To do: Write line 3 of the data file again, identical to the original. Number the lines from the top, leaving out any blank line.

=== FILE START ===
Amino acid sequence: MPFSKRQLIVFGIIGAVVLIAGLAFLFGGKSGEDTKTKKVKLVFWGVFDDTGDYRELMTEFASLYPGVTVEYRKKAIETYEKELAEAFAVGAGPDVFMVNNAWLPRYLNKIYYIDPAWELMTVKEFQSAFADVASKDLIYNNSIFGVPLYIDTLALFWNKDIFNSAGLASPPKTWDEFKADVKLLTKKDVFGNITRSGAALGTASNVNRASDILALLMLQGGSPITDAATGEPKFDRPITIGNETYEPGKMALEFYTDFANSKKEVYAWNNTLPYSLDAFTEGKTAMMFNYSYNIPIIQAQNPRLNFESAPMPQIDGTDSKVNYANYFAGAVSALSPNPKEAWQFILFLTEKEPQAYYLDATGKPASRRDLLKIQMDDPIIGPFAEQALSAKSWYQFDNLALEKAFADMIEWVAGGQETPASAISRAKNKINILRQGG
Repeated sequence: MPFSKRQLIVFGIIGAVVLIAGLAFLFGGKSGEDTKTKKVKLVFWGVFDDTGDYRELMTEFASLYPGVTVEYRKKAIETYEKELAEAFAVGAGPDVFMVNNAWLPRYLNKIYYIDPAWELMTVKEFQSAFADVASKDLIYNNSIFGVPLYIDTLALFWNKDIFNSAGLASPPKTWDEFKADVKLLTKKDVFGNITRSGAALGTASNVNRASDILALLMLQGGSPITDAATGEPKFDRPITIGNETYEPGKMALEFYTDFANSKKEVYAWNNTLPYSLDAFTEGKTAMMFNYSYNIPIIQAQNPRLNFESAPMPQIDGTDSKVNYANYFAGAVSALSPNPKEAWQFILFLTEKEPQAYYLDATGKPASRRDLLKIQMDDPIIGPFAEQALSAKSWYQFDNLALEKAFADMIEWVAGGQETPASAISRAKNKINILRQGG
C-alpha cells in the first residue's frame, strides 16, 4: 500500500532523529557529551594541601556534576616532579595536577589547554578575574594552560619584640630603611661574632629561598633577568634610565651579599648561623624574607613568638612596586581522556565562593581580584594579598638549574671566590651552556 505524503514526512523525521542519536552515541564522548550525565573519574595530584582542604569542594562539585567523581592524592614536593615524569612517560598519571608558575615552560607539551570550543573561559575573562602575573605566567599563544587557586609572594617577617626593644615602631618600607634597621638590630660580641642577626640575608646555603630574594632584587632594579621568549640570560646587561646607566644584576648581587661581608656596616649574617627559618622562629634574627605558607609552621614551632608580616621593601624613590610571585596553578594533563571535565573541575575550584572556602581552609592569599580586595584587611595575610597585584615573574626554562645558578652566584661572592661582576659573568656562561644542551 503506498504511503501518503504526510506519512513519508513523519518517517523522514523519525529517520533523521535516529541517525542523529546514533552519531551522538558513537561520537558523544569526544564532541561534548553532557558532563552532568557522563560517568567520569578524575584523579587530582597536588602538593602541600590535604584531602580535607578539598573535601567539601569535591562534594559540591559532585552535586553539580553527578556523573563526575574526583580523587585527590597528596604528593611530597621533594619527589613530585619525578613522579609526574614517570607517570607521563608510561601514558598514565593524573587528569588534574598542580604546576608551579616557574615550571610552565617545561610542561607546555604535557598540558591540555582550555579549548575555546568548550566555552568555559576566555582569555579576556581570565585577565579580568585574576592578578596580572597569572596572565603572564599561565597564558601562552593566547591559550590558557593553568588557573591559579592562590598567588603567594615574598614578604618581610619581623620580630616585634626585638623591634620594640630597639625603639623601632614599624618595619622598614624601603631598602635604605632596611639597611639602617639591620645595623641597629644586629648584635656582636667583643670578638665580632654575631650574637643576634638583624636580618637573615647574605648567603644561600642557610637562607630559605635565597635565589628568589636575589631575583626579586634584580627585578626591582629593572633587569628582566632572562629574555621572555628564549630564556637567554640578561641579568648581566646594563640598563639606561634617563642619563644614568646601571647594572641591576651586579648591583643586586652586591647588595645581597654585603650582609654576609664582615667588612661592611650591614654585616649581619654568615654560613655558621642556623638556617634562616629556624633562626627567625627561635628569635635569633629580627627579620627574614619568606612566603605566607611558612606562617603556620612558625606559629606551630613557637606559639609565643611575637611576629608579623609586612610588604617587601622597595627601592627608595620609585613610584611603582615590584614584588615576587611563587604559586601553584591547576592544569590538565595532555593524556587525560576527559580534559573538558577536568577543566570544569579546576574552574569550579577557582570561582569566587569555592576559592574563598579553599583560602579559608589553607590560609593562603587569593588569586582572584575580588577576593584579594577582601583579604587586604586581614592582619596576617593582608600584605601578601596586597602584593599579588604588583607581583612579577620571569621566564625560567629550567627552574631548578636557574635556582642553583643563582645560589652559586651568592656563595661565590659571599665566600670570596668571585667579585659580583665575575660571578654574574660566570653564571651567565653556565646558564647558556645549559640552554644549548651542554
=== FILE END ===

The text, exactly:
C-alpha cells in the first residue's frame, strides 16, 4: 500500500532523529557529551594541601556534576616532579595536577589547554578575574594552560619584640630603611661574632629561598633577568634610565651579599648561623624574607613568638612596586581522556565562593581580584594579598638549574671566590651552556 505524503514526512523525521542519536552515541564522548550525565573519574595530584582542604569542594562539585567523581592524592614536593615524569612517560598519571608558575615552560607539551570550543573561559575573562602575573605566567599563544587557586609572594617577617626593644615602631618600607634597621638590630660580641642577626640575608646555603630574594632584587632594579621568549640570560646587561646607566644584576648581587661581608656596616649574617627559618622562629634574627605558607609552621614551632608580616621593601624613590610571585596553578594533563571535565573541575575550584572556602581552609592569599580586595584587611595575610597585584615573574626554562645558578652566584661572592661582576659573568656562561644542551 503506498504511503501518503504526510506519512513519508513523519518517517523522514523519525529517520533523521535516529541517525542523529546514533552519531551522538558513537561520537558523544569526544564532541561534548553532557558532563552532568557522563560517568567520569578524575584523579587530582597536588602538593602541600590535604584531602580535607578539598573535601567539601569535591562534594559540591559532585552535586553539580553527578556523573563526575574526583580523587585527590597528596604528593611530597621533594619527589613530585619525578613522579609526574614517570607517570607521563608510561601514558598514565593524573587528569588534574598542580604546576608551579616557574615550571610552565617545561610542561607546555604535557598540558591540555582550555579549548575555546568548550566555552568555559576566555582569555579576556581570565585577565579580568585574576592578578596580572597569572596572565603572564599561565597564558601562552593566547591559550590558557593553568588557573591559579592562590598567588603567594615574598614578604618581610619581623620580630616585634626585638623591634620594640630597639625603639623601632614599624618595619622598614624601603631598602635604605632596611639597611639602617639591620645595623641597629644586629648584635656582636667583643670578638665580632654575631650574637643576634638583624636580618637573615647574605648567603644561600642557610637562607630559605635565597635565589628568589636575589631575583626579586634584580627585578626591582629593572633587569628582566632572562629574555621572555628564549630564556637567554640578561641579568648581566646594563640598563639606561634617563642619563644614568646601571647594572641591576651586579648591583643586586652586591647588595645581597654585603650582609654576609664582615667588612661592611650591614654585616649581619654568615654560613655558621642556623638556617634562616629556624633562626627567625627561635628569635635569633629580627627579620627574614619568606612566603605566607611558612606562617603556620612558625606559629606551630613557637606559639609565643611575637611576629608579623609586612610588604617587601622597595627601592627608595620609585613610584611603582615590584614584588615576587611563587604559586601553584591547576592544569590538565595532555593524556587525560576527559580534559573538558577536568577543566570544569579546576574552574569550579577557582570561582569566587569555592576559592574563598579553599583560602579559608589553607590560609593562603587569593588569586582572584575580588577576593584579594577582601583579604587586604586581614592582619596576617593582608600584605601578601596586597602584593599579588604588583607581583612579577620571569621566564625560567629550567627552574631548578636557574635556582642553583643563582645560589652559586651568592656563595661565590659571599665566600670570596668571585667579585659580583665575575660571578654574574660566570653564571651567565653556565646558564647558556645549559640552554644549548651542554